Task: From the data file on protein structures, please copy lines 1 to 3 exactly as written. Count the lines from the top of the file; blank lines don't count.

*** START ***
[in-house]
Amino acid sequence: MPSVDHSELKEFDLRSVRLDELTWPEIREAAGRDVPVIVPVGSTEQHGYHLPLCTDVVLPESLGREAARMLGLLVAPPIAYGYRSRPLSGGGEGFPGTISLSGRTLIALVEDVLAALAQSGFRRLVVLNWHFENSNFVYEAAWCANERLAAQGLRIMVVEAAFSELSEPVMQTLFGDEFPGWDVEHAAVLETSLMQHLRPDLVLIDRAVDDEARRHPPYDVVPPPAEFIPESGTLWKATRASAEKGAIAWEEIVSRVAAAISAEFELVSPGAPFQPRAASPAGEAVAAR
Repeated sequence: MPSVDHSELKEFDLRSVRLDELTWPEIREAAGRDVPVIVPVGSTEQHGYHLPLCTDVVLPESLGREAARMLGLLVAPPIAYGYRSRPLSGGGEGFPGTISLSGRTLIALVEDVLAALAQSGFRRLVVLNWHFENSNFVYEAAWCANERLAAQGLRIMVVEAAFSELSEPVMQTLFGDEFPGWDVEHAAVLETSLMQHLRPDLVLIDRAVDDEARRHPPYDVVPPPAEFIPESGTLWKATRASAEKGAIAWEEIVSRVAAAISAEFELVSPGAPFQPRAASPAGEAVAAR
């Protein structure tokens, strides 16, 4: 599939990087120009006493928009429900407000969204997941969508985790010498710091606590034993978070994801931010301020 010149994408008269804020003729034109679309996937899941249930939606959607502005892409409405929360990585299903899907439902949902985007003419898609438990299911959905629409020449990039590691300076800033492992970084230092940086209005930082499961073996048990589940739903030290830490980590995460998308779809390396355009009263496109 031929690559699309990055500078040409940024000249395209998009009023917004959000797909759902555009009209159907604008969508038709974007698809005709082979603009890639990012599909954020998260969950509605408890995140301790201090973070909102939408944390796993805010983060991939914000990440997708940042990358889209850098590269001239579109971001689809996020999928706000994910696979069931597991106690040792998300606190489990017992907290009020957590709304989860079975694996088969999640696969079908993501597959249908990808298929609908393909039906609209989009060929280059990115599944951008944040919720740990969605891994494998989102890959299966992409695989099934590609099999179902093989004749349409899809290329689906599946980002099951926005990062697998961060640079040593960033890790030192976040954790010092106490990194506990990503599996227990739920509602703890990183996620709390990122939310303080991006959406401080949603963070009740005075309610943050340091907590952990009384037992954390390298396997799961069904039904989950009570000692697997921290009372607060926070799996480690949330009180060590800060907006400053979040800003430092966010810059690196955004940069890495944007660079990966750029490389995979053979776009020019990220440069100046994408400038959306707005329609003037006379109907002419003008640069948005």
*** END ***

[in-house]
Amino acid sequence: MPSVDHSELKEFDLRSVRLDELTWPEIREAAGRDVPVIVPVGSTEQHGYHLPLCTDVVLPESLGREAARMLGLLVAPPIAYGYRSRPLSGGGEGFPGTISLSGRTLIALVEDVLAALAQSGFRRLVVLNWHFENSNFVYEAAWCANERLAAQGLRIMVVEAAFSELSEPVMQTLFGDEFPGWDVEHAAVLETSLMQHLRPDLVLIDRAVDDEARRHPPYDVVPPPAEFIPESGTLWKATRASAEKGAIAWEEIVSRVAAAISAEFELVSPGAPFQPRAASPAGEAVAAR
Repeated sequence: MPSVDHSELKEFDLRSVRLDELTWPEIREAAGRDVPVIVPVGSTEQHGYHLPLCTDVVLPESLGREAARMLGLLVAPPIAYGYRSRPLSGGGEGFPGTISLSGRTLIALVEDVLAALAQSGFRRLVVLNWHFENSNFVYEAAWCANERLAAQGLRIMVVEAAFSELSEPVMQTLFGDEFPGWDVEHAAVLETSLMQHLRPDLVLIDRAVDDEARRHPPYDVVPPPAEFIPESGTLWKATRASAEKGAIAWEEIVSRVAAAISAEFELVSPGAPFQPRAASPAGEAVAAR